31 Oct 2015

Venus, Moon, Mars and Jupiter conjunction – Record by Viv Wilson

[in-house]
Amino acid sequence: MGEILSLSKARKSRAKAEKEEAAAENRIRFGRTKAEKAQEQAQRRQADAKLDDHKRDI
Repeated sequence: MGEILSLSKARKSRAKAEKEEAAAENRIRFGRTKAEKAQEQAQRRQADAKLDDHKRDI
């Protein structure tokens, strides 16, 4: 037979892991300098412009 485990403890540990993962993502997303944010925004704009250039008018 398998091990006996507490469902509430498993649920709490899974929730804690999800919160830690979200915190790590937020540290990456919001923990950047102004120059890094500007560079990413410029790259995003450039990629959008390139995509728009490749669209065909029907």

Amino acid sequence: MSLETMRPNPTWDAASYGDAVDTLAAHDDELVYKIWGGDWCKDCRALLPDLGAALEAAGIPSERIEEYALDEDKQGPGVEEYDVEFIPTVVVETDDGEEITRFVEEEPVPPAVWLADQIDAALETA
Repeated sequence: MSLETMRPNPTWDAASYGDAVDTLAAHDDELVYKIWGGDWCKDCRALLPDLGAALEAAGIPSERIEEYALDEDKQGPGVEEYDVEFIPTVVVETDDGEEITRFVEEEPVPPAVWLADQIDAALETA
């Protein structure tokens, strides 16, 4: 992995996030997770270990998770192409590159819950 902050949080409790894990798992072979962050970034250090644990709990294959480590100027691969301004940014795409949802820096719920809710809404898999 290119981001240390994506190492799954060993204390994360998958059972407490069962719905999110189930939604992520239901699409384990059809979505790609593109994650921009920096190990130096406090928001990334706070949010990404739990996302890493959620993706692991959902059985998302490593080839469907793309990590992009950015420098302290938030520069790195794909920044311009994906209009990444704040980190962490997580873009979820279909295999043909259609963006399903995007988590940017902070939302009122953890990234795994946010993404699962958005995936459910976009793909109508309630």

Viv Wilson was out looking at the night sky again recently as on 8 & 9 October there was a fascinating and changing array between three planets, a bright star and a waning crescent moon in the eastern sky. On the morning of 8 October a slender crescent moon — and 5 or 6 degrees to its lower left a dazzling Venus, the queen of the dawn, and the much fainter Regulus, the brightest star of Leo. On the morning of 9 October, a thinner lunar crescent formed an isosceles triangle; the vertex angle is at Mars, while Jupiter and the moon form the base angles with Jupiter to the lower left of the moon. The Mars-Jupiter and Mars-moon sides (the "legs") measure 4 degrees long, while the base formed by Jupiter and the moon measure 6 degrees. Also on 9 October, Venus was in conjunction with Regulus, passing 2.5 degrees south of it, below and to the right, and appears nearly 230 times brighter than the bluish star. Viv has kindly given me permission to use his photos of the event which are shown below. Viv also sent me the following: There are five planets that can be seen during Oct. Venus, Jupiter, Mars and Mercury in the morning and Saturn at Night. My photo has the Moon, Venus, Jupiter and Mars. Towards the end of this month, Venus, Mars and Jupiter will meet up to present the closest grouping of planets until Jan 2021. Mars and Jupiter are currently within half a degree of each other, about the moon’s width between them. Venus, Mag -4.6 is the 3rd brightest object in the sky, following the sun, Mag -27 and the full moon, -13. Jupiter Mag-1.8, Mars Mag +1.7 and Mercury Mag -0.9. The star Vega is Mag 0. The brightness is called Magnitude and was a concept developed by the Greek astronomer, Hipparchus, 190-120 BC. By measuring and comparing the brightness of stars he made a catalogue of 850 stars, positions and comparable brightness, with the brightest star being 1 and at that time the faintest being 6. When telescopes came along in the early 1600’s, fainter stars could now be observed, so the Magnitude table required extending. In the 1900’s, the development of visual photo photometer’s, which were instruments to measure Stella intensities. This prompted Astronomers to adopt an international standard for Magnitude. Apparent Magnitude is a visual difference in brightness, Where Absolute Magnitude is the apparent magnitude an object would have, if it were located 10 parsecs from earth. The sun would go from Apparent Magnitude of -27 to Absolute Magnitude of +4.7, about as bright as Ganymede, a moon of Jupiter. Absolute Magnitudes requires lots of math’s to work it out….



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